Disney Goes Dark In a Demented New Exhibit

Step into Mexican artist Rodolfo Loaiza’s realm of twisted fantasies and you’re bound to get lost in the surrealistic macabre–but it’s his depraved distortions of pop culture infused with classic Disney characters that will forever pervert your fondest childhood memories in the most wonderful way imaginable. Queen Grimhilde’s hoovering the disco snow, Freddy Krueger’s about to get all kinds of medieval on Aurora, and let’s just say Jasmine and Aladdin were each other’s beards all along–welcome to “Disasterland“: The most disturbing place on Earth!

Snow Queen

The cross pollination of icons and modernity has certainly been explored by several artists including Chilean illustrator Fab Ciraolo’s celestial portraits of familiar figures in cinema, history, and pop culture revamped as hipsters. What’s more, animated staples have also encountered the grimmest of predicaments at the hands of creatives such as Paris-based photographer Thomas Czarnecki and his chilling shots of murdered Disney princesses.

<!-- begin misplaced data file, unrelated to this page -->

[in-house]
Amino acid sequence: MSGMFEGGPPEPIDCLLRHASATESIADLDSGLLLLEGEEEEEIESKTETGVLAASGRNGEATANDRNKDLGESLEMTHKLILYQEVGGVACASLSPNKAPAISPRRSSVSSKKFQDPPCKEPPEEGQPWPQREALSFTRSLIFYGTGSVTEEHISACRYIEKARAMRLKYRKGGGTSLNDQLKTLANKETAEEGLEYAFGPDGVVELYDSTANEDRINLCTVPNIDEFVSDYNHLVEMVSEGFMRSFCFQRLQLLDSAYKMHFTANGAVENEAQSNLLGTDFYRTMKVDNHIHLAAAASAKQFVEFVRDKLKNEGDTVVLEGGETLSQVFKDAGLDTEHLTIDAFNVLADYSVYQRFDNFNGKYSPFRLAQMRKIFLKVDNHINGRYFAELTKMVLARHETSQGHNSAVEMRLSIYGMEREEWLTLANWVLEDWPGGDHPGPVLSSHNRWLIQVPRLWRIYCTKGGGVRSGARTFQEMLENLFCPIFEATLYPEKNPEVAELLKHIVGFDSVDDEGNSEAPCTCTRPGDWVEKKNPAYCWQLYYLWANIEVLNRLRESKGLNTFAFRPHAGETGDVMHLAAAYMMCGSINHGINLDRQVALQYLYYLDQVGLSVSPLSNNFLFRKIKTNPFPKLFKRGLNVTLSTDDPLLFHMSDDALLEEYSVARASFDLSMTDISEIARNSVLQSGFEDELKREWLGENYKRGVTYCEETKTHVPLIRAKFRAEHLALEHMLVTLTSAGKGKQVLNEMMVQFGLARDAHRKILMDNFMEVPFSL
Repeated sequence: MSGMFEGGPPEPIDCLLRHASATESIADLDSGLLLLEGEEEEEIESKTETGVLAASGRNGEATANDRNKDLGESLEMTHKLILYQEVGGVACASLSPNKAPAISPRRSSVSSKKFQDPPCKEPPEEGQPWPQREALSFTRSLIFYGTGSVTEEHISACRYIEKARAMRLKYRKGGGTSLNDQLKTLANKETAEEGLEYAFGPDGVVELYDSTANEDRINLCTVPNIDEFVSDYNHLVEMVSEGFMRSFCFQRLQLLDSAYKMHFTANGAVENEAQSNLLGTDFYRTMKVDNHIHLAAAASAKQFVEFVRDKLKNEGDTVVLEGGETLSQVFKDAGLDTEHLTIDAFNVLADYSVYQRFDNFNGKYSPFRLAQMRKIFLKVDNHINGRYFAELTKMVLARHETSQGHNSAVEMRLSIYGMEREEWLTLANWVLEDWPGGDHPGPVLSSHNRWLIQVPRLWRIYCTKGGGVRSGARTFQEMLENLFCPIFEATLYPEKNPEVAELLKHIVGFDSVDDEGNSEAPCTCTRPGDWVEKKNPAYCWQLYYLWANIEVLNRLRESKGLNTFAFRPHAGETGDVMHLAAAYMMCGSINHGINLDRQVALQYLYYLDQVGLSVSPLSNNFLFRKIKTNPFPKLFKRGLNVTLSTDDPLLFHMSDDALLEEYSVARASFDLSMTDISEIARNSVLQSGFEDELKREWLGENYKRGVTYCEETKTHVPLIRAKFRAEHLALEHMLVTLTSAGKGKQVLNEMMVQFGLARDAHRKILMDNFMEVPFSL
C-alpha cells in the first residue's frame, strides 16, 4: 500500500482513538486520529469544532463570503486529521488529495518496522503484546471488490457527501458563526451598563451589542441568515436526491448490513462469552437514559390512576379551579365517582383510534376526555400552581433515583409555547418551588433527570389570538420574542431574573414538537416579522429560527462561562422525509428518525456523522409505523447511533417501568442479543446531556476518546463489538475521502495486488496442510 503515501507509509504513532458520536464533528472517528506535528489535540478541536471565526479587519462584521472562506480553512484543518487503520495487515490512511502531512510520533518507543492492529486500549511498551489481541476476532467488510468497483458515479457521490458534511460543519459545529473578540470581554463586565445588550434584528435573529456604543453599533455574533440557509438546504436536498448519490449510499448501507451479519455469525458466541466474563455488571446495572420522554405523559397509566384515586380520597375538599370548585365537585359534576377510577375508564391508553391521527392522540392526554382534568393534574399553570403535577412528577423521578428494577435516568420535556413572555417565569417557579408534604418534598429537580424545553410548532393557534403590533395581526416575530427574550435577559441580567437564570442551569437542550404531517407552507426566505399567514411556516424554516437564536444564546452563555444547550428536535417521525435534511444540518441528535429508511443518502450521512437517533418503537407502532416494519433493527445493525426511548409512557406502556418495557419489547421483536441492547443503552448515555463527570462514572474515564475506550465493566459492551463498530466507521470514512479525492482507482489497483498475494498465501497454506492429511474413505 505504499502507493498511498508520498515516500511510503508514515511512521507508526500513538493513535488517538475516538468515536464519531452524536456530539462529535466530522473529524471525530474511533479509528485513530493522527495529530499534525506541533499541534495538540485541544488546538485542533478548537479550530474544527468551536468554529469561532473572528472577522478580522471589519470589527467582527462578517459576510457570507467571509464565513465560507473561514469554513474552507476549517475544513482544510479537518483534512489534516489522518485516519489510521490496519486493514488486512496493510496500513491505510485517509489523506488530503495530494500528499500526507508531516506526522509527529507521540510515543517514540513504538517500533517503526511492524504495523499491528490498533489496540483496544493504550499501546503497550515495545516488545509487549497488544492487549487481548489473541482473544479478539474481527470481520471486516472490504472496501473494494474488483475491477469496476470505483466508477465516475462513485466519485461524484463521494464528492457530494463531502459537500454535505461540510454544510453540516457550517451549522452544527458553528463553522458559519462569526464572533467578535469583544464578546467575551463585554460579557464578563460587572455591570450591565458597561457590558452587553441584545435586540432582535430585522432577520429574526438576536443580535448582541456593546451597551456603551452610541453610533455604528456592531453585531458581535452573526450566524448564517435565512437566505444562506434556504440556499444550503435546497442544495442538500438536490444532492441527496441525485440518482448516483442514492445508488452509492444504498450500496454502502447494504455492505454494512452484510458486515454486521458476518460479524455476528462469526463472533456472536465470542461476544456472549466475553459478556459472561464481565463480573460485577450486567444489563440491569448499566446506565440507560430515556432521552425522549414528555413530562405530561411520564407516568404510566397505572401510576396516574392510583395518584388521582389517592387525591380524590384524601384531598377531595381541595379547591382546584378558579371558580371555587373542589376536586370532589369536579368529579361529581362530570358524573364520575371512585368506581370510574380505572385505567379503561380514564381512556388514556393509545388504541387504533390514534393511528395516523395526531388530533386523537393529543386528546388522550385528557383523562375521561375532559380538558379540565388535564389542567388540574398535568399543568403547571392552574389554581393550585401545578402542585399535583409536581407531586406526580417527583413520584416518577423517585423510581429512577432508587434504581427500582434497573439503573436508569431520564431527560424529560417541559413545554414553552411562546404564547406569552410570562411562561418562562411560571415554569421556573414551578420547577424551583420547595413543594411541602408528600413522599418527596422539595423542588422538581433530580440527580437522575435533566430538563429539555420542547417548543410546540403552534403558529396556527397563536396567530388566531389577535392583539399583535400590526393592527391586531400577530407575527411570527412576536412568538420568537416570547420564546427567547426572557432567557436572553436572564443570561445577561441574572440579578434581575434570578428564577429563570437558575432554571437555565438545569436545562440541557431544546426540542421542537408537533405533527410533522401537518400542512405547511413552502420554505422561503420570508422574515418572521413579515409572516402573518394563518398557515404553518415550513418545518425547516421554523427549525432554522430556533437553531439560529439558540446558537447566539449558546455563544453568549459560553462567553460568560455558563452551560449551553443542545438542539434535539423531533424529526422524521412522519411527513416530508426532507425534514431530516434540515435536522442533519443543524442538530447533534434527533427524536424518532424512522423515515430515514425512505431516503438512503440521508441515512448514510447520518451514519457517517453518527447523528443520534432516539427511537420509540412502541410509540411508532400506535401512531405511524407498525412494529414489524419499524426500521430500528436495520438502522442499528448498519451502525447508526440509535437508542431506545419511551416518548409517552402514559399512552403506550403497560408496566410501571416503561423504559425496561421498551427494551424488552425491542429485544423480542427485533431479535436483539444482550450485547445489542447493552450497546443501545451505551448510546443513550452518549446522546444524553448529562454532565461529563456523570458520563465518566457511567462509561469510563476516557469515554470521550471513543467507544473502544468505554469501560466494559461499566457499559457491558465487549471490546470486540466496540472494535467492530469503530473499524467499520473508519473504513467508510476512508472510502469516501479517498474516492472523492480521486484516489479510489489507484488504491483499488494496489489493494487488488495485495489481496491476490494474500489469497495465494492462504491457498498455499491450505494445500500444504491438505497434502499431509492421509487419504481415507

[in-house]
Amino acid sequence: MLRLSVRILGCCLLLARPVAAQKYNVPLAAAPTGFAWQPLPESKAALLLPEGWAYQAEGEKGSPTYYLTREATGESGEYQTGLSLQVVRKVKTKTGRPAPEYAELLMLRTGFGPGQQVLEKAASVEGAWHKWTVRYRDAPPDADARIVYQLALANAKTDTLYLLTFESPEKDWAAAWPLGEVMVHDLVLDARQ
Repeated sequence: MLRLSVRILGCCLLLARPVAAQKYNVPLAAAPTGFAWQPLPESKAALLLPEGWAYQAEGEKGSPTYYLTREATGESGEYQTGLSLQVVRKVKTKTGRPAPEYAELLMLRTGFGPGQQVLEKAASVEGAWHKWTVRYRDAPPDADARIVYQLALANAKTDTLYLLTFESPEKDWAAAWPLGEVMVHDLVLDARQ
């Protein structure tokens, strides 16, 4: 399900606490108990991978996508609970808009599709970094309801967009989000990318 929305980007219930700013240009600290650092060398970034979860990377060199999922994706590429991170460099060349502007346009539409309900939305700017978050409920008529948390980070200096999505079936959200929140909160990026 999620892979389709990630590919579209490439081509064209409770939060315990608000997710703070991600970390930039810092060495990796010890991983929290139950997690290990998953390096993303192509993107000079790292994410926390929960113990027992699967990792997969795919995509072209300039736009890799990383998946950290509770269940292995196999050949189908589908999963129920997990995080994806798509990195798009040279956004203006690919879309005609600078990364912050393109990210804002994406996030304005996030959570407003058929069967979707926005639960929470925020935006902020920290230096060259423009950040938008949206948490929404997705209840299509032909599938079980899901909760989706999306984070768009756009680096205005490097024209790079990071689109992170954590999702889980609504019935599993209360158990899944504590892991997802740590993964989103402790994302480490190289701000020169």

But as opposed to creating distorted new worlds in which the icons reside, Loaiza’s entry into the annals of renegade renditions maintains a unique air of irreverence by drawing you into recognizable storyboard settings and color palettes that make the degeneracy of what’s unfolding that much starker as innocent recollections replay in the back of the mind.

“Disasterland,” on show from August 3 – September 2, is actually a sequel of sorts to Loaiza’s 2011 exhibit titled “Disenchanted,” so if you haven’t gotten your fill of Disney-theme debauchery, feel free check out Pinocchio freebasing and leather-clad S&M princes about to go at it.

Magic Meat Dress